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Can brown sugar grow mold?

  1. Jan 16, 2016 #1
    Hi folks,
    I saw a previous (closed) thread stipulating that mold cant grow on sugar. I have an old package of dark Muscovado sugar from Mauritius stored in the original plastic bag; it has small area of white here and there on the clumps of sugar which looks like mold. Water and nutrients are needed for mold formation; perhaps due to the high molasses content, both of these are present. On the other hand, I have my doubts that it could be mold; candy and honey also have nutrients but dont grow fungi.... what do you all think?
  2. jcsd
  3. Jan 16, 2016 #2


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    Huh? Ferment honey all day making mead.
  4. Jan 16, 2016 #3

    I've seen that. It isn't mold. It is some kind of crystallization.

    Pure sugar sucks all of the water out of microorganisms.
  5. Jan 16, 2016 #4

    jim mcnamara

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    What @Hornbein is talking about is usually termed recrystallization. The formation of new crystals of sucrose removes the impurities - ie., the brown molasses residue
    - https://en.wikipedia.org/wiki/Brown_sugar

    Sugar and salt are used to preserve food from attack by bacteria and fungi. Drying food is a very good way to preserve food. Of course something like 'dried lettuce' may not be appealing.

    If you want to defeat the effect of these treatments add some water to the food either through high relative humidity or simply letting the food get wet. So.
    Foods preserved as described above are kept in sealed containers - to keep out water and humidity.

    From wikpedia on osmosis:
    This applies to water as a solvent.

    Why does it work to preserve food? Osmotic pressure is a way to understand. Jams and jellies have high enough levels of solutes - sugar - such that the osmotic pressure on bacterial cells is too high to allow the growth of species that would otherwise colonize the food. Water moves the 'wrong' way (out of cells) for growth to occur, so the cells dies and bacterial spores stay dormant. Jams and jellies have enough water for some species of fungi to grow, however.

    As an aside: In the first half of the 20th century ( see the very first addition of 'The Settlement Cookbook' ) people let a "mother" form on sweet pickles, jams and jellies. A mother is a fungal mat. What this does is to prevent bacterial spores and new fungi from getting into the food. This has a downside. For example, there are fungi that produce aflatoxins and will grow on/in nut butters, vegetable jellies and types of pickles.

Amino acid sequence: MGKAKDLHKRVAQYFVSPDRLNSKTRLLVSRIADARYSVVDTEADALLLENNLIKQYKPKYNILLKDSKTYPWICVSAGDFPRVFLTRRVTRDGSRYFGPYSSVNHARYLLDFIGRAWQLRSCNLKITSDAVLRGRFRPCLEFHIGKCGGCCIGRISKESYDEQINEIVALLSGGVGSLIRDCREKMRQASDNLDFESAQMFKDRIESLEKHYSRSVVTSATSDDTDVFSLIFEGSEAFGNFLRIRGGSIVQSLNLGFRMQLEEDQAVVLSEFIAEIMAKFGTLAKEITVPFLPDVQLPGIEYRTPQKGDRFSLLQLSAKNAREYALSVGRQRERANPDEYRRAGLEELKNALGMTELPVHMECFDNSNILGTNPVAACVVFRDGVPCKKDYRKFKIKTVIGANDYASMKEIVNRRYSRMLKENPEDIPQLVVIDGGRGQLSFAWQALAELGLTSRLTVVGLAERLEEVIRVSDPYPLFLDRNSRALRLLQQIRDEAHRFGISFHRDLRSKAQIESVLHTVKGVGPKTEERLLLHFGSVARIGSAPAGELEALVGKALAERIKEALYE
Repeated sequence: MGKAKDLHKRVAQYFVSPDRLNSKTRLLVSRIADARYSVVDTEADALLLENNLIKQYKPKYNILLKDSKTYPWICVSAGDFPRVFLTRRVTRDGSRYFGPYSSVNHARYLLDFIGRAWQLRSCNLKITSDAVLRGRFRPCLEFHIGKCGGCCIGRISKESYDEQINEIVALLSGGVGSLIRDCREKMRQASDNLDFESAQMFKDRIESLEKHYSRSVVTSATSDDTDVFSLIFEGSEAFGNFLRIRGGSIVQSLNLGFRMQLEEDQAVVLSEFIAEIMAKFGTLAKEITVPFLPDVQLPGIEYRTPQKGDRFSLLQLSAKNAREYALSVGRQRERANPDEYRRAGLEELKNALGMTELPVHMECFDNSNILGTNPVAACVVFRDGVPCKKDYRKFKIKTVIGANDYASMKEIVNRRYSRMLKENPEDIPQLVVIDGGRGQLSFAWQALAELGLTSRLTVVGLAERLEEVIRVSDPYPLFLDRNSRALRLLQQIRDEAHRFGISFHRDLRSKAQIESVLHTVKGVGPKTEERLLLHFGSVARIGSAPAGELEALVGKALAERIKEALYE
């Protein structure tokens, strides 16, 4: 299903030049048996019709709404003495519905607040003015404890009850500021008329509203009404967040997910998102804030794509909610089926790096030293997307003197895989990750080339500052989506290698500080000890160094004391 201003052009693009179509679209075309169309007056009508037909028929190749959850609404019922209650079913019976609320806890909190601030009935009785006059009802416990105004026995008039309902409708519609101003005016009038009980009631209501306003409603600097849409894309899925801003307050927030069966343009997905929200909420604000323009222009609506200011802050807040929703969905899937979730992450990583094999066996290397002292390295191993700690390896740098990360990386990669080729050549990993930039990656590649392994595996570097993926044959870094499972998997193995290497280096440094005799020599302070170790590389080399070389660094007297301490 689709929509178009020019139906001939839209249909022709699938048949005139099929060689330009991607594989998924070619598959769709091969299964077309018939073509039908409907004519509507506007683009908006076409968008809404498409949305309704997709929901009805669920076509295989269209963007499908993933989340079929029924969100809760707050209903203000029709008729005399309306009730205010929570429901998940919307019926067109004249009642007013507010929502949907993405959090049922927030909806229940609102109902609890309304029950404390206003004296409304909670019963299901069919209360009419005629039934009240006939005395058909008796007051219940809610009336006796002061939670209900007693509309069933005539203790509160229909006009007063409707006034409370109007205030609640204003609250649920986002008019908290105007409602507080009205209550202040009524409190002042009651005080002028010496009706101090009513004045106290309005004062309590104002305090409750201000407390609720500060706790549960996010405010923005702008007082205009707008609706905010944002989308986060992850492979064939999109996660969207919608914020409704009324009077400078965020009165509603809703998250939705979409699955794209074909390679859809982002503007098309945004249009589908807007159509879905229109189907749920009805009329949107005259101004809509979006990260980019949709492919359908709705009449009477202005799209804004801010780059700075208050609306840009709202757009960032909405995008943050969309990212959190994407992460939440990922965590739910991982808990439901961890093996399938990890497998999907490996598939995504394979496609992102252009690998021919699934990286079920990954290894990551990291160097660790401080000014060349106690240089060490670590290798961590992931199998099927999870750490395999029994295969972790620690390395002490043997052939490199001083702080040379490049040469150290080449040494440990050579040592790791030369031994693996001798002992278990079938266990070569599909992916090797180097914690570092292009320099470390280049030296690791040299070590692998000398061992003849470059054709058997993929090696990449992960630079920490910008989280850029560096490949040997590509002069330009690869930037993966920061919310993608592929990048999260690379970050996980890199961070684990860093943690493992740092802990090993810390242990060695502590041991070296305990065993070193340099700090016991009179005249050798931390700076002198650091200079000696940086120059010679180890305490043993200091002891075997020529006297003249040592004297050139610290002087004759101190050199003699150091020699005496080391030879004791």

Aflatoxins are poisonous and cancer-causing chemicals that are produced by certain molds (ex: Aspergillus flavus and Aspergillus parasiticus)

    When food moisture content is low enough or osmotic pressure from sugars or salt is high enough, even fungi have a hard time growing.[/quote]
  6. Jan 18, 2016 #5
    "Pure sugar sucks all of the water out of microorganisms."
    Reference https://www.physicsforums.com/threads/can-brown-sugar-grow-mold.852478/

    Right, but this ain't pure sugar. In fact, this sugar is kind of moist, sticky, and clumped together to begin with. You can see parts which have clumps of molasses in them. This is not like your processed brown sugar you get in little packets at the restaurant. If the sugar content would be so high as to dry it out, why would it be moist? Plus sugar always seem to come in paper boxes or paper sacks, while this one is in an airtight (ziploc-closing) plastic. I have reason to believe this is not your ordinary sugar...

    On the other hand, I also have a jar of liquid molasses which has been around for years. Nothing happened to it, other than the fact that it seems to be getting more and more thick. (Probably the water content evaporating?)
  7. Jan 18, 2016 #6
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